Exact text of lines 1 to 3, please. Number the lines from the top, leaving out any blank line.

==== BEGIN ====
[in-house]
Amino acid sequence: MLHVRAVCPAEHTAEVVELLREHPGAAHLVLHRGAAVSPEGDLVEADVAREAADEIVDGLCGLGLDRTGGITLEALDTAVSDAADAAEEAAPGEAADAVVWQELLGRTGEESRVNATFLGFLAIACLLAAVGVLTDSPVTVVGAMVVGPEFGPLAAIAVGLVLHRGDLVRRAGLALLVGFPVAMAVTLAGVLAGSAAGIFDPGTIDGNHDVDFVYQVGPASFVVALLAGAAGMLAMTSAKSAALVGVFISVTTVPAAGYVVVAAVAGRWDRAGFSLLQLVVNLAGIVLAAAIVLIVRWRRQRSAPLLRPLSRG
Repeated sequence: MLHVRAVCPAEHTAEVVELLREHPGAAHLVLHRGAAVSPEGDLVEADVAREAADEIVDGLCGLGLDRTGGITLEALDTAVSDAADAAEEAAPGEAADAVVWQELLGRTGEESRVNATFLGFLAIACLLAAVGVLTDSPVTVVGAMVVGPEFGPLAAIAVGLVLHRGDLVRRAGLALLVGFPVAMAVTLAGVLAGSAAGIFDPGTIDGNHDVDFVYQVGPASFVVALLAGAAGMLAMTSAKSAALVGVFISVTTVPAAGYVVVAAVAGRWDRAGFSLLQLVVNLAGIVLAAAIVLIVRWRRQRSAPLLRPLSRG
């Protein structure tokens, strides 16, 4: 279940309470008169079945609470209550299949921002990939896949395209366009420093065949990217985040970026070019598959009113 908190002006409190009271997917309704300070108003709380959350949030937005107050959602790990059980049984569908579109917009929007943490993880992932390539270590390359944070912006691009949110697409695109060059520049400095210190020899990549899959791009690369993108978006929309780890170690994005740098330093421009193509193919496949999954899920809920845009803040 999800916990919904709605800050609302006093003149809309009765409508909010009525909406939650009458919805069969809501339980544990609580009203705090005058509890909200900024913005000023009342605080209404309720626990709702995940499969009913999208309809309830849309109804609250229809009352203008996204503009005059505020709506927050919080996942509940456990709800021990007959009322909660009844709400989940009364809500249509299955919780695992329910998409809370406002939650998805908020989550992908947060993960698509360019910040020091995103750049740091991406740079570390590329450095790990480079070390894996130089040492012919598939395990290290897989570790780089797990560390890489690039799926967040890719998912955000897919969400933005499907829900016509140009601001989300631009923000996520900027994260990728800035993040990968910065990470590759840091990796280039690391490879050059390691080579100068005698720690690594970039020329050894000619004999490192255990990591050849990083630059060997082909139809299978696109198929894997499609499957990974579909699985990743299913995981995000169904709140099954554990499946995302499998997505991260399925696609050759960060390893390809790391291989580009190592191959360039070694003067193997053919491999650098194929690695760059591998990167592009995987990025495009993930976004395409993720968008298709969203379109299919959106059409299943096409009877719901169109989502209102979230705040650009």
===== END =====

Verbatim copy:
[in-house]
Amino acid sequence: MLHVRAVCPAEHTAEVVELLREHPGAAHLVLHRGAAVSPEGDLVEADVAREAADEIVDGLCGLGLDRTGGITLEALDTAVSDAADAAEEAAPGEAADAVVWQELLGRTGEESRVNATFLGFLAIACLLAAVGVLTDSPVTVVGAMVVGPEFGPLAAIAVGLVLHRGDLVRRAGLALLVGFPVAMAVTLAGVLAGSAAGIFDPGTIDGNHDVDFVYQVGPASFVVALLAGAAGMLAMTSAKSAALVGVFISVTTVPAAGYVVVAAVAGRWDRAGFSLLQLVVNLAGIVLAAAIVLIVRWRRQRSAPLLRPLSRG
Repeated sequence: MLHVRAVCPAEHTAEVVELLREHPGAAHLVLHRGAAVSPEGDLVEADVAREAADEIVDGLCGLGLDRTGGITLEALDTAVSDAADAAEEAAPGEAADAVVWQELLGRTGEESRVNATFLGFLAIACLLAAVGVLTDSPVTVVGAMVVGPEFGPLAAIAVGLVLHRGDLVRRAGLALLVGFPVAMAVTLAGVLAGSAAGIFDPGTIDGNHDVDFVYQVGPASFVVALLAGAAGMLAMTSAKSAALVGVFISVTTVPAAGYVVVAAVAGRWDRAGFSLLQLVVNLAGIVLAAAIVLIVRWRRQRSAPLLRPLSRG